John Hurt -- the 'in' actor who plays outsider roles
A man who consistently plays the part of the outsider is this year's most "in" serious actor. "I wasn't sure I would recognize you," the interviewer tells him. "I've seen you in just about everything you|ve done and I wasn't sure what John Hurt, the man, really looks like."Skip to next paragraph
Subscribe Today to the Monitor
"That is the greatest compliment you could pay an actor," he responds graciously. "Now you know I am an ugly, sandy-haired, 40-year-old Irish-Scottish Englishman," he laughs, his carefully enunciated diction reflectting 20 years of diverse acting roles after studying at the Royal Academy of Dramatic Arts. He is still a slim, lithe cricketer, endowed with a face more "interesting" than handsome, the kind of face that points toward a long career as a character actor, once the leading-man roles run out.
Not that John Hurt has been doing very many romantic parts. He is currently appearing on TV as Raskolnikov in PBS's "Masterpiece Theater" production of "Crime and Punishment" and as John Merrick in the Brooksfilms Production of "The Elephant Man" film.
If one examines Mr. Hurt's more recent roles, one can find still more outsider characterizations: as a defiant homosexual in "The Naked Civil Servant, " as the Roman emperor Caligua in "I, Cladius," as the English addict prisoner in "Midnight Express," and, further back, as the man who betrayed Thomas More in "A Man for All Seasons."
He believes that the parts of Raskolnikov and of Merrick the elephant man have something in common.
"Both men felt themselves somehow beyond the pale of their own contemporary society. Both were true outsiders, each trying in his own way to break the barriers and become, somehow, insiders," he says earnestly.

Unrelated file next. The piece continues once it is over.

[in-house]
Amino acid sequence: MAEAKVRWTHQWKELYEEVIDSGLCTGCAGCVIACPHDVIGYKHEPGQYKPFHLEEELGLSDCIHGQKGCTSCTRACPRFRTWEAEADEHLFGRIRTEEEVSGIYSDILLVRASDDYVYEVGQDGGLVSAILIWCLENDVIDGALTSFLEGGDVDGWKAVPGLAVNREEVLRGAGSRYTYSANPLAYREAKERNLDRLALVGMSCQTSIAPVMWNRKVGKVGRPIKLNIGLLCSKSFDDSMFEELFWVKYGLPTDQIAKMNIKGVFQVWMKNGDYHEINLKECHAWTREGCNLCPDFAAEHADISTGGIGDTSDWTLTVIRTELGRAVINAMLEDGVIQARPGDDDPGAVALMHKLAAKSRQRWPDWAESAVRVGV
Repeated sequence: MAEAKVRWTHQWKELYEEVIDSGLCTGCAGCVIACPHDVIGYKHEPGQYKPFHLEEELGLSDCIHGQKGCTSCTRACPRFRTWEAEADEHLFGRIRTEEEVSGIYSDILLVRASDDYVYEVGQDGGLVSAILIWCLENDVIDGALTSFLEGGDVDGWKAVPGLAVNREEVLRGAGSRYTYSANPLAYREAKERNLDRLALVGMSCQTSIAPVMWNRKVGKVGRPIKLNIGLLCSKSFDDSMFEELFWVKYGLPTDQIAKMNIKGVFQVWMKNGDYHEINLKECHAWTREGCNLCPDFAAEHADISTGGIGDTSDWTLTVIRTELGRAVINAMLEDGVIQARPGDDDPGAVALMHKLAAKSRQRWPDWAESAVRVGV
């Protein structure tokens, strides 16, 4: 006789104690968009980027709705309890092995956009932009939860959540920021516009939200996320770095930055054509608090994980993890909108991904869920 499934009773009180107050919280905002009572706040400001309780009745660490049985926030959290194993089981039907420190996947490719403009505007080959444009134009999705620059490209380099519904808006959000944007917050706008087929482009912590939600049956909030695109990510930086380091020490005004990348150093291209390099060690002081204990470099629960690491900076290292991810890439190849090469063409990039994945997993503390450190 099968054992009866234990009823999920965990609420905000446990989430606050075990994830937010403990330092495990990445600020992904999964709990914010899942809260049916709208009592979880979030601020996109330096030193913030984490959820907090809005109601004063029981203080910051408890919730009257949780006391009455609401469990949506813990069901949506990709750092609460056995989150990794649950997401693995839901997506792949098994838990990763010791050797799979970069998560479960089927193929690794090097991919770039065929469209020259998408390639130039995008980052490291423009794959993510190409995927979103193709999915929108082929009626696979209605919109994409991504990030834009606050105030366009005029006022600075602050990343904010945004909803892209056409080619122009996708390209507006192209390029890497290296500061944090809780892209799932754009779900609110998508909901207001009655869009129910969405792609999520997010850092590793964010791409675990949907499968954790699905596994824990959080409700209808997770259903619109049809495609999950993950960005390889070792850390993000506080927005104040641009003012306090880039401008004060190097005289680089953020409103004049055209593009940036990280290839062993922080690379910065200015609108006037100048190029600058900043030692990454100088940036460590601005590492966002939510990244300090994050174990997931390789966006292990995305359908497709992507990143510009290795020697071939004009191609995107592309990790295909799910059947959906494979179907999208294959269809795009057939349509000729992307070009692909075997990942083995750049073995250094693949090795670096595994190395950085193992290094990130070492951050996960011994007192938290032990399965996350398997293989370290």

In New York to talk about both current roles and, incidentally to mention the fact that he also has a starring role in the long-awaited, soon-to-be released Michael Cimino film "Heaven's Gate," Mr. Hurt has been viewing American TV in his hotel room. Ironically, he is very defensive about it.
"I get a bit annoyed at the English patting themselves on the back, saying that their television is the best in the world. It is not. We do, occasionally , put out some good stuff. But only a certain sort of stuff. We are not by any means the best in the world when it comes to putting out good, light, professional entertainment like 'Kojak' and 'Starsky and Hutch,' for instance [ two series that were extremely popular when aired on BBC]. They are extremely professional shows which work on the level they were intended to work. It is an insult to call those shows trash.
"When we did "CRime and Punishment,' we were attempting a classic and we had to make that work on the level we had chosen. If it doesn't work, then it is trash. If it does work -- and I think it does -- then we have succeeded. But it is unfair to sneer at any work that succeeds so well as much of the best American series television."
What does Mr. Hurt believe was his greatest accomplishment in the Raskolnikov role?
He shrugs his shoulders and shuffles his feet, enclosed in socks and comfortable sandals. Nobody can accuse this casually dressed (sweater and corduroys) Englishman of being a Savile Row clotheshore. "That is for other people to say, isn't it?"
He is obviously uncomfortable examining his own accomplishments, but continues with just a little urging. "If I've achieved anything, it's to convince the audience that 'there, but for the grace of God, go I'. That's what I try to do with every role I undertake."